5 minute read
The workplace has been changing faster than anyone could have predicted. While the COVID-19 pandemic is largely responsible, various technological advancements and social movements have also played a role. The rapid changes have created and exposed some workplace challenges which are likely to continue for the foreseeable future. Due to the speed and number of challenges, many HR professionals have been unable to keep up and respond appropriately.
Here are a few of the top HR challenges employers face in 2022.
Attraction and Retention
Attracting and retaining employees has been a persistent challenge for employers since the onset of the pandemic. According to Zywave’s 2022 Attraction and Retention Benchmark Overview, over 75% of employers reported they considered attraction and retention a top-five business challenge for their organization. And over 80% of employers expect these challenges to continue through 2022.
With a tighter labor market, employers are struggling to recruit and hire new workers vs. retaining existing ones. At the same time, attrition is increasing as workers seek new opportunities and reconsider how work fits into their lives.
HR professionals are addressing retention issues by ensuring employees are happy and fulfilled in their current roles. Employers who cater to their employees’ needs show that they care, which can create a better work environment and improve employee retention.
Here are some common strategies HR professionals are implementing:
- Investing in career development opportunities
- Offering a flexible workplace
- Creating a strong company culture
- Focusing on employees’ mental health and well-being
- Providing competitive compensation and benefits
Mental Health and Well-Being
Employee mental health and well-being is potentially one of the biggest HR challenges employers currently face. According to a recent Harvard Business Study, more than 85% of employees said their workplace well-being has declined since the start of COVID-19. Various reasons have been cited including feelings of isolation, stress, disconnection, and job demand.
Employers who prioritize employee mental health and well-being can stave off drops in productivity and support workers, which can improve employee retention.
Many HR professionals are prioritizing their employees’ mental health and well-being by:
- Helping employees find work-life balance
- Giving employees resources and information on mental health and well-being
- Building a culture which supports mental health and well-being
- Providing employees with manager support when struggling with mental health and well-being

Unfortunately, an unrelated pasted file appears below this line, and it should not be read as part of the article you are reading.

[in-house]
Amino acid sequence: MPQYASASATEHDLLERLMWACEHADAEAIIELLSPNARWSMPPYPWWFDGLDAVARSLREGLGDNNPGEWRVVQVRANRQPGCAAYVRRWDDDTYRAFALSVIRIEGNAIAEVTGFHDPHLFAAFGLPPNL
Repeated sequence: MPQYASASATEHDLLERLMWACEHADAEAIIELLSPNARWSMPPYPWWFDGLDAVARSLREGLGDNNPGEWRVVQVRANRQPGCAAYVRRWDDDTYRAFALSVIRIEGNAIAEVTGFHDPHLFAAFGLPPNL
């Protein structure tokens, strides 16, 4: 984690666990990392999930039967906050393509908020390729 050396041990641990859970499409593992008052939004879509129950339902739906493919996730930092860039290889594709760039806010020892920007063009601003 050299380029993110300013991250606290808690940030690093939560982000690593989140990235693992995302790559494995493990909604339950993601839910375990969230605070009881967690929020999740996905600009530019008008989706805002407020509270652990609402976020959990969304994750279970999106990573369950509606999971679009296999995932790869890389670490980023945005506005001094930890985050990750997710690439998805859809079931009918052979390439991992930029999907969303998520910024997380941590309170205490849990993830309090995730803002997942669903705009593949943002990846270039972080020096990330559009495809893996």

Remote and Hybrid Work
Many workforces moved to remote work environments during the COVID-19 pandemic. As some return to the office, many continue to work remotely either full or part time. More than half of all U.S. workers will be either fully remote or hybrid employees in 2022.
HR professionals are focusing on creating a sustainable work model that meets the needs of the business and employees. Adapting processing and policies to support remote and hybrid work is critical for a successful transition to the new standard. Employers can provide tools and strategies to ensure employees remain productive while working from home.
Diversity and Inclusion
Due to many social changes, the call for a diverse and inclusive workplace is very strong. According to a 2019 McKinsey study, employers with diverse executive teams post larger profit margins than employers with less diverse teams. Those employers who implement diversity and inclusion programs tend to benefit from increased innovation, improved business outcomes, and enhance visibility in the marketplace.
HR professionals can use the following strategies to address challenges surrounding diversity and inclusion:
- Establish diversity and inclusion teams
- Providing diversity and inclusion training for managers
- Creating mentorship programs to increase diversity and inclusion
- Adjusting search and screen processes for job candidates
While these challenges will likely trend for the foreseeable future, employers may want to implement impactful strategies to address and respond to them.
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This blog is intended to be a compilation of information and resources pulled from federal, state, and local agencies. This is not intended to be legal advice. For up to the minute information and guidance on COVID-19, please follow the guidelines of the Centers for Disease Control and Prevention (CDC) and your local health organizations.
National Insurance Services is not a law firm and no opinion, suggestion, or recommendation of the firm or its employees shall constitute legal advice. Readers are advised to consult with their own attorney for a determination of their legal rights, responsibilities and liabilities, including the interpretation of any statute or regulation, or its application to the readers’ business activities.